The progress of devolution since 1998 has been turbulent.
Several times it has been suspended, including a period of almost five years between late 2002 and mid 2007.
It seemed for a while that the institutions might collapse last year after Sinn Fein suddenly reneged on the Stormont House Agreement, citing the provisions over welfare reform.
But the show was somehow put back on the road. And slowly the Assembly is edging towards being a more normal parliament that passes legislation.
A permanent, mandatory governing coalition involving almost every group in the chamber for all time was plainly unsustainable. The TUV leader Jim Allister was the man who always said so, but most politicians accepted his assessment.
Now John McCallister, the independent unionist MLA, has achieved some success in his long-running plan to introduce an opposition at Stormont. Nationalists were opposed to such a measure, seeming to rely on the tired excuse of possible domination. But now the SDLP backs the idea in outline.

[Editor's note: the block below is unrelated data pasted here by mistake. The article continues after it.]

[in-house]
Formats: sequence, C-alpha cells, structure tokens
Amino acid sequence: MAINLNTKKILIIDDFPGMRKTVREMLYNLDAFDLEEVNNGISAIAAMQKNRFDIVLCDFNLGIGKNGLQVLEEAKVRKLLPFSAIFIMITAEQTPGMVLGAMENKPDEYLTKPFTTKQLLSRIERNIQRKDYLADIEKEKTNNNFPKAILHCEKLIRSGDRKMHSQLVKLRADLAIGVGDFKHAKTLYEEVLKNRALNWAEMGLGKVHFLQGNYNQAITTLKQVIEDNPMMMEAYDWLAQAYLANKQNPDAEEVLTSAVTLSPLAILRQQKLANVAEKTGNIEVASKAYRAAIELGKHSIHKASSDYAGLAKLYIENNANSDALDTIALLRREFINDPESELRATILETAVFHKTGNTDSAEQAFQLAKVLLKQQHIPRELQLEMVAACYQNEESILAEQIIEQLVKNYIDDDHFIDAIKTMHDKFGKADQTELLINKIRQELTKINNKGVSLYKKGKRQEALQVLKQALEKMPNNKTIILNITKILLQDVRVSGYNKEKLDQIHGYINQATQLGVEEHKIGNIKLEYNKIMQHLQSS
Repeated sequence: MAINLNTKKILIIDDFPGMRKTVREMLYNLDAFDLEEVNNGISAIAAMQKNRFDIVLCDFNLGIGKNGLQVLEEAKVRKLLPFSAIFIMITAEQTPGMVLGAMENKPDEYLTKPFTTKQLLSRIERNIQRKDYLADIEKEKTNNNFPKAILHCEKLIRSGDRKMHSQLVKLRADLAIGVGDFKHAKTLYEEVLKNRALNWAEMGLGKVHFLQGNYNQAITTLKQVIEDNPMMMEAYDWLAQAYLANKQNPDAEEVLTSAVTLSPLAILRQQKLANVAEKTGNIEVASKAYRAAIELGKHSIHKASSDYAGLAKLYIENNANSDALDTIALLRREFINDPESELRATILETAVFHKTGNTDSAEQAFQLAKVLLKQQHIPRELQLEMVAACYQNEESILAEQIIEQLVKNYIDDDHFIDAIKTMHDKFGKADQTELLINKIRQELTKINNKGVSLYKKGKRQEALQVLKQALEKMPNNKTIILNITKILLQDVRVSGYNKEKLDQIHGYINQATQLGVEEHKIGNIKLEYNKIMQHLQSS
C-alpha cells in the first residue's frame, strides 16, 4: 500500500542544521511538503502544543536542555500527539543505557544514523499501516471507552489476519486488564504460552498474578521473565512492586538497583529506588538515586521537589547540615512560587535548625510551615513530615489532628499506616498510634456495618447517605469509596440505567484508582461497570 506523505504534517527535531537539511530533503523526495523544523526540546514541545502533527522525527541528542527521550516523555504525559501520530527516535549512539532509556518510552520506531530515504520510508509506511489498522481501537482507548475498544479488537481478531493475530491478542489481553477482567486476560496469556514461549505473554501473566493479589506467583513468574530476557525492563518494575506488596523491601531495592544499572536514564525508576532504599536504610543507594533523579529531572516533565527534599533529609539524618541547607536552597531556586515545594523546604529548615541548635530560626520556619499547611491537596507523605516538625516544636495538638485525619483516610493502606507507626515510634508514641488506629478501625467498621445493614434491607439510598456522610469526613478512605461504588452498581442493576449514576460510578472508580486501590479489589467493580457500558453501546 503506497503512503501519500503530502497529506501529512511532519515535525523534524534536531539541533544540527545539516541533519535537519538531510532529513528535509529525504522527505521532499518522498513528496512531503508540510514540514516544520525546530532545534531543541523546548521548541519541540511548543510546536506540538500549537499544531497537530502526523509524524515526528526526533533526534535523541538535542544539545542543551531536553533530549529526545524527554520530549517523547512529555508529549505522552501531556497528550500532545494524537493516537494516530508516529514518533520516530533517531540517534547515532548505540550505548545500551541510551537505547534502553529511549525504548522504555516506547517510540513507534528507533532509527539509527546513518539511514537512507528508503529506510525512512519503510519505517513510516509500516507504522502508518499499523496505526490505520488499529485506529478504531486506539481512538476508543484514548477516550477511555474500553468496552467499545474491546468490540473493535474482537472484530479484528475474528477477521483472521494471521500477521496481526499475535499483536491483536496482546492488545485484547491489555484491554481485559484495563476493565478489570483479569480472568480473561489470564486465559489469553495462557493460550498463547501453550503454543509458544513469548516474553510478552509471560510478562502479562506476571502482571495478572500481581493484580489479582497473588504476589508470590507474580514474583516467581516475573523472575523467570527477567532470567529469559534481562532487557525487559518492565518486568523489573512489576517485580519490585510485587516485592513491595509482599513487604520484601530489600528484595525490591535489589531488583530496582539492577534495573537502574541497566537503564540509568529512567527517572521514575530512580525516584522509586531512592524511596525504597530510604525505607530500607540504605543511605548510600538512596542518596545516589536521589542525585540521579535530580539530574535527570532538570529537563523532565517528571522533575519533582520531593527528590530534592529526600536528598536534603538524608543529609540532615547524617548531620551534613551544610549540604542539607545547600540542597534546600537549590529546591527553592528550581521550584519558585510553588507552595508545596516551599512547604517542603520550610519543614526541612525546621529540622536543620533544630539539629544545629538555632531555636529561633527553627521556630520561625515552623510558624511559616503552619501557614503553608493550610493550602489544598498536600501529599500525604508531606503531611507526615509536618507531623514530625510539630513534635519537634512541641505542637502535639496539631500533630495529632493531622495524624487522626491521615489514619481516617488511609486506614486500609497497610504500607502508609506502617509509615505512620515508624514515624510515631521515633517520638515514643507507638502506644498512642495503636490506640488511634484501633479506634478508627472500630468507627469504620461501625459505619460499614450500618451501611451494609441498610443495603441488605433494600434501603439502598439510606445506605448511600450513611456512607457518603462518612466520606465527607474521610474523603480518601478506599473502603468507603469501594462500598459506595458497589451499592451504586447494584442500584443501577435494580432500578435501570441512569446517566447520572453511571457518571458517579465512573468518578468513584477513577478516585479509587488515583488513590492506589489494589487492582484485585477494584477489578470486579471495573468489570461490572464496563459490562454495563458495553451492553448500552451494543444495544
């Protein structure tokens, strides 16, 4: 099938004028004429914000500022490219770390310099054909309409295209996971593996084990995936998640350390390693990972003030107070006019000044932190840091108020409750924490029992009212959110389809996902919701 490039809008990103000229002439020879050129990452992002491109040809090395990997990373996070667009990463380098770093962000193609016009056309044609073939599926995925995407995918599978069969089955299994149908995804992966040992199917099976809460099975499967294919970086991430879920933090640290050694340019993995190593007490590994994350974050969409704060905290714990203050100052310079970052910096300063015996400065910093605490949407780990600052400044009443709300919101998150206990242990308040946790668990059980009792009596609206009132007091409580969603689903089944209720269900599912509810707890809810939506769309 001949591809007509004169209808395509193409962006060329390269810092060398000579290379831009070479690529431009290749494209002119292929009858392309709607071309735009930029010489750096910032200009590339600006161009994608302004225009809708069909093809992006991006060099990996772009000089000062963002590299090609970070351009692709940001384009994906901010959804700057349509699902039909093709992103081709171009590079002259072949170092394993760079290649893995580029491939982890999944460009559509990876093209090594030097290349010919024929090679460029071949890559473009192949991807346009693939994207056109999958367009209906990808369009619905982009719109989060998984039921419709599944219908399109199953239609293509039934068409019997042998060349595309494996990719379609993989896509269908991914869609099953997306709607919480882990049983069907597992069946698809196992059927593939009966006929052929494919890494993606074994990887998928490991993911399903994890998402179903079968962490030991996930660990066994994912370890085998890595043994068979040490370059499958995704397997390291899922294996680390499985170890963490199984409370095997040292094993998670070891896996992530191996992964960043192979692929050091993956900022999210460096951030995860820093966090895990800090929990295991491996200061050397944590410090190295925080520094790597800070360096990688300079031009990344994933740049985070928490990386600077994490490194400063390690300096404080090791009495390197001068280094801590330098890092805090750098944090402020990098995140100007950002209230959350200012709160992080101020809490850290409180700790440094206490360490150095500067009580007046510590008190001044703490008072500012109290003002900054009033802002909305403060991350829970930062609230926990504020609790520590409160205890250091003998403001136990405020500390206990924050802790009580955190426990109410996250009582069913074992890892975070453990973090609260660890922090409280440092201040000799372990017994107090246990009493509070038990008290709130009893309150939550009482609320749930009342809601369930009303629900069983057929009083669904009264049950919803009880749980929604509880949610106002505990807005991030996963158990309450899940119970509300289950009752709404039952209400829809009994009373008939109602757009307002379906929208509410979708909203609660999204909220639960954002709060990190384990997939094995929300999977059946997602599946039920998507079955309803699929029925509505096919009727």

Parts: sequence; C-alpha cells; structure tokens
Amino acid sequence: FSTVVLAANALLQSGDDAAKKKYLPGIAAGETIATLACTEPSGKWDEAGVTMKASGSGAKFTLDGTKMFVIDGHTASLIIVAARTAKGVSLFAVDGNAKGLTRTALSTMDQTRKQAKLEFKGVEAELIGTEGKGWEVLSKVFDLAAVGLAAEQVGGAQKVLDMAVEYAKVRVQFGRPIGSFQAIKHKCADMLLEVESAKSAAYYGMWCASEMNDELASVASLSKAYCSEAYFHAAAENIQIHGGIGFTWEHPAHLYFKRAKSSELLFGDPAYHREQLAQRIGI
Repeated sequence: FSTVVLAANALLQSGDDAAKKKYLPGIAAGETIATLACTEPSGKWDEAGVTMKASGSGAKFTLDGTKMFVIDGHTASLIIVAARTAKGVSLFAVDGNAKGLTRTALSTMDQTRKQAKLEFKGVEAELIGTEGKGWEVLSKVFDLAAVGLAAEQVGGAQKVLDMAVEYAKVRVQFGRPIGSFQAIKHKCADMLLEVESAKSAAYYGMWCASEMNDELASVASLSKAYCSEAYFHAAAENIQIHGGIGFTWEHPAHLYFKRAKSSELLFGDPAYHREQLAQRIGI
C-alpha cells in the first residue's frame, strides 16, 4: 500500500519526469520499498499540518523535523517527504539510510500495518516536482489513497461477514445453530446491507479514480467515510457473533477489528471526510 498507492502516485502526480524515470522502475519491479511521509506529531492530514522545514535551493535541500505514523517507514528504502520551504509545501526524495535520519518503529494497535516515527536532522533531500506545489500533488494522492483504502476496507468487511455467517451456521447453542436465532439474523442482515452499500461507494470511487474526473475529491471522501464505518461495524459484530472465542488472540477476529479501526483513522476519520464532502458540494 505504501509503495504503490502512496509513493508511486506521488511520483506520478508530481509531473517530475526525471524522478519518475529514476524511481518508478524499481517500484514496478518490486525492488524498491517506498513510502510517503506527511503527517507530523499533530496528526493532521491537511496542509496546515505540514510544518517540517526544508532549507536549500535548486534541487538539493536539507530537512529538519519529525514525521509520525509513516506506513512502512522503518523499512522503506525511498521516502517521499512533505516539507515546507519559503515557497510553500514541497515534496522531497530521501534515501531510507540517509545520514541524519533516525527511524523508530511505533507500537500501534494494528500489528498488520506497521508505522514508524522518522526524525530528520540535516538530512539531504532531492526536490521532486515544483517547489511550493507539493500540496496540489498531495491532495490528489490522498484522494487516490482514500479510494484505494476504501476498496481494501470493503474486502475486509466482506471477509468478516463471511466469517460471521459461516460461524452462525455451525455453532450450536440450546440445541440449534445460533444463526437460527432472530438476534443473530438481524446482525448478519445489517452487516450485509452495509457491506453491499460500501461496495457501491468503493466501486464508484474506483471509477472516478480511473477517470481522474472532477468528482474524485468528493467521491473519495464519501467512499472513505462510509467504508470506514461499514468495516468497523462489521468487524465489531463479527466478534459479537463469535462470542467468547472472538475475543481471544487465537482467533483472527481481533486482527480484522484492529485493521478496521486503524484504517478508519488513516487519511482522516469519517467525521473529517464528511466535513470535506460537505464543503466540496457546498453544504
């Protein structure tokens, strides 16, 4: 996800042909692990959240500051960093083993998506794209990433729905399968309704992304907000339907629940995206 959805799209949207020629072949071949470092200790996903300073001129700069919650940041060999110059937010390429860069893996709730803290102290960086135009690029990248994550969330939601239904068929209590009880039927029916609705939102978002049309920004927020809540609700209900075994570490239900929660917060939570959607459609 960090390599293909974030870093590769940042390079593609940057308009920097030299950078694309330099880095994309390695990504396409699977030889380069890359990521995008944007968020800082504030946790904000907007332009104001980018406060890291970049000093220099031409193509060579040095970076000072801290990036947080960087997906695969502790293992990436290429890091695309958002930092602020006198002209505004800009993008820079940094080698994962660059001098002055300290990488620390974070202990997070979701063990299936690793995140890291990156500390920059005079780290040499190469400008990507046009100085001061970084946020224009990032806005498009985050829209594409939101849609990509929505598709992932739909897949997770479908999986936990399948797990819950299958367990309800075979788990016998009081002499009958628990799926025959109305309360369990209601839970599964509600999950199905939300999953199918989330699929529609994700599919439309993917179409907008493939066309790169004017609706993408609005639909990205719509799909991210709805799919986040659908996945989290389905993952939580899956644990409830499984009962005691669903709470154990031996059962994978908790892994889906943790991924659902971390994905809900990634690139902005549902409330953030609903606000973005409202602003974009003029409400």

The DUP and Sinn Fein are in the habit of joining forces to defeat things that they do not want (ie the organs bill), and they are raising specific objections to Mr McCallister’s plans. But the DUP also has expressed support in principle, and Sinn Fein has at least engaged with the South Down MLA.
The former Ulster Unionist and NI21 representative is plugging away at a crucial idea. Government at Stormont has often been a free-for-all in which different parties do their own thing within the departments they run.
In a ludicrous mockery of good governance and the notion of collective responsibility, some ministers have sued other departments. Mr McCallister is right to seek to end this.
An opposition could yet yield surprising results. The day may even come when tribal parties combine across the old religious divide and non tribal ones join forces to become their key political rivals.